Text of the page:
University of Iowa News Release
Sept. 12, 2003
Law School's Corporate Crimes Students Have A Lot To Study
When the University of Iowa College of Law last offered its Corporate Crimes class three years ago, names like Enron, Adelphia, Worldcom and Arthur Andersen had yet to become synonymous with fraud and deceit.
The class is being offered again this fall, and it has a lot more case studies to examine.
"There have been so many that I could probably teach the course using nothing but case studies, but I'll limit myself," said Tung Yin, the associate professor of law who is teaching the class. But while the current cases are grabbing headlines, most case studies in the class will look at older, more settled legal decisions. Current controversies may be helpful anecdotally, but since only a few have resulted in actual legal decisions (in some cases, indictments still have not been brought), they are of limited use in the classroom.
"It's not always the newest, sexiest cases that are best from a teaching standpoint," he said. "We study cases that are the best in presenting the legal doctrine and issues to the students."
One of the current controversies that will be discussed is the fate of accounting firm Arthur Andersen. One of Andersen's largest clients was Enron, and a partner in the firm's Houston office pleaded guilty to destroying documents related to Andersen's audit of Enron's financial statements; subsequently, the Department of Justice indicted Andersen for obstruction of justice, and a jury convicted the accounting firm. Although the sentence was only $500,000 and a term of probation, the consequences of the conviction have all but driven Andersen out of business.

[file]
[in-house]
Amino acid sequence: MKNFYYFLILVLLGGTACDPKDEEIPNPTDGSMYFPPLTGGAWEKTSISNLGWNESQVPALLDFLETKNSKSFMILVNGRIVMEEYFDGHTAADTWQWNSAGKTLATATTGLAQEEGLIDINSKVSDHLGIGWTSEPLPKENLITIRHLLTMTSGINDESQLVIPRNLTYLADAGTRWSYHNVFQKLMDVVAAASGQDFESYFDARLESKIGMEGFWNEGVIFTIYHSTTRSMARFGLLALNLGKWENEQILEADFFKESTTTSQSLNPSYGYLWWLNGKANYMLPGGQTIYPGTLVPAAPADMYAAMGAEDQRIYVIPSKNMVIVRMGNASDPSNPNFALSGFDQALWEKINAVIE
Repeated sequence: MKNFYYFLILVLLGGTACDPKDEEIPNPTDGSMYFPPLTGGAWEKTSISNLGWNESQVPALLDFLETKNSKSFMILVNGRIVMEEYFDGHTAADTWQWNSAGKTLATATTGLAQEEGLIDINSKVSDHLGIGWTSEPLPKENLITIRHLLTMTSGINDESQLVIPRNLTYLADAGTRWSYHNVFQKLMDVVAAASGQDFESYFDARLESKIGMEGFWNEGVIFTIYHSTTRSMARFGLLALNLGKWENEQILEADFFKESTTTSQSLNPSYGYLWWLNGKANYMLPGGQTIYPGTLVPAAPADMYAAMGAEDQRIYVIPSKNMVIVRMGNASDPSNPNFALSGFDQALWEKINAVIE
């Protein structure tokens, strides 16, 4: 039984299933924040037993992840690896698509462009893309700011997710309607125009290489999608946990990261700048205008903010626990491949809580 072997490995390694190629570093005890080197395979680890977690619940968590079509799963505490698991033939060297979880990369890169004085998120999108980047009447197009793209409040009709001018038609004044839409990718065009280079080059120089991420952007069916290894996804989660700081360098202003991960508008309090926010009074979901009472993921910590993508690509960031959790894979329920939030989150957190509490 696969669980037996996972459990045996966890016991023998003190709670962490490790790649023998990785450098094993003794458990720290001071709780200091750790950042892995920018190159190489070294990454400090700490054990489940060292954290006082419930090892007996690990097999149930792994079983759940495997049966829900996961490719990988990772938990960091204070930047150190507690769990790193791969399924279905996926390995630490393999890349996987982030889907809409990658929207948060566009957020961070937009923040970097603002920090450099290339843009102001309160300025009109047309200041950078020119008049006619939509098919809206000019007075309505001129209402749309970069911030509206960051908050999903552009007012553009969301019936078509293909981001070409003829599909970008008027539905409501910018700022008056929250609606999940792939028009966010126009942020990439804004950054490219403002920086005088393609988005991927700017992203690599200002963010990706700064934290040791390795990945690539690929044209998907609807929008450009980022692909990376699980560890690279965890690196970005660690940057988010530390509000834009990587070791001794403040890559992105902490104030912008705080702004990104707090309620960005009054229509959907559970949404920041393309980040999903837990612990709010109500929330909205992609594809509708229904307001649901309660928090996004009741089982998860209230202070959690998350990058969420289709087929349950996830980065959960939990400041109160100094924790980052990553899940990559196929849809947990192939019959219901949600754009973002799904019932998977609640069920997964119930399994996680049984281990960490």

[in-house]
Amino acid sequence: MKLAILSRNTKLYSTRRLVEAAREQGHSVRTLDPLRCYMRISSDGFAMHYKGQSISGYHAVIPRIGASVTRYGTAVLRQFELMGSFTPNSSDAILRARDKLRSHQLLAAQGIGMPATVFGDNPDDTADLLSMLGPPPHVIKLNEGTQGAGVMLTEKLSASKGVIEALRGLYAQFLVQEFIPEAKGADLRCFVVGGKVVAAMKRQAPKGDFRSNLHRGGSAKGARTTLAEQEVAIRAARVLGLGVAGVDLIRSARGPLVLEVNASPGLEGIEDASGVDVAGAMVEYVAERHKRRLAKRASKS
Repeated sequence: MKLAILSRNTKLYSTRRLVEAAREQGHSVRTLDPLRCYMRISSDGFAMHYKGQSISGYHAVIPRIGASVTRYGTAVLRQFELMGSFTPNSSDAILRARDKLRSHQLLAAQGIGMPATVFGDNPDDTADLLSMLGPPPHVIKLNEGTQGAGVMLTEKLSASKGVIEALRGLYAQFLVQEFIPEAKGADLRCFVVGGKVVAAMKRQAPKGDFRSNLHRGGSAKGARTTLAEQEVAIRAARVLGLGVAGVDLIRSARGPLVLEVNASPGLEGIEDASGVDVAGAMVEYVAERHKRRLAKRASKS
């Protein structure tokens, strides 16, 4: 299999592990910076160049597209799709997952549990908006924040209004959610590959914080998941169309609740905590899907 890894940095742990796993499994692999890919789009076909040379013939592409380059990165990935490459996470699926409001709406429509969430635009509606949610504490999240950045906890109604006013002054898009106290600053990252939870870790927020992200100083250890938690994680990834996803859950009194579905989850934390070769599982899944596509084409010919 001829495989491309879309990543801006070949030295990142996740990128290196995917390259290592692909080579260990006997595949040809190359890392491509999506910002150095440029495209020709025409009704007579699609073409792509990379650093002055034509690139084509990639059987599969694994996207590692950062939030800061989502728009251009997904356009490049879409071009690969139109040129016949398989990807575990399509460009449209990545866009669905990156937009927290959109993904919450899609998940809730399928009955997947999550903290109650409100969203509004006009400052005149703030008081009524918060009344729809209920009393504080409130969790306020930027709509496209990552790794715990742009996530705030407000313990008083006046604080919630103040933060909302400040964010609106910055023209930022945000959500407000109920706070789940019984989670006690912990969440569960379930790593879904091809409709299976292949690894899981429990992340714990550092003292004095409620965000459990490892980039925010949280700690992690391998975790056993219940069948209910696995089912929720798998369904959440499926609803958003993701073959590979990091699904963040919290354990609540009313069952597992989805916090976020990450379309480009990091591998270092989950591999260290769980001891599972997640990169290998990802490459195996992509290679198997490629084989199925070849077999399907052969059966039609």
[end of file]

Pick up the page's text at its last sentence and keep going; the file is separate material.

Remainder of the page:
"Arthur Andersen is a good case study to demonstrate the consequences of corporate crime," Yin said. "A lot of students will look at that and say, is it fair for the entire corporation to suffer from the actions of what may have been a few rogue employees?"
Students in the class will study many different classes of corporate crimes, including fraud, conspiracy, racketeering and obstruction of justice, as well as issues involved in criminal defense, such as attorney-client privilege, representation of multiple clients and document production. Yin is well qualified to teach the class because of the nature of his work at a Los Angeles law firm before he became a professor.
"Since half my practice as an attorney was white collar criminal defense, it seemed like a good fit to teach a class about corporate crimes," he said.
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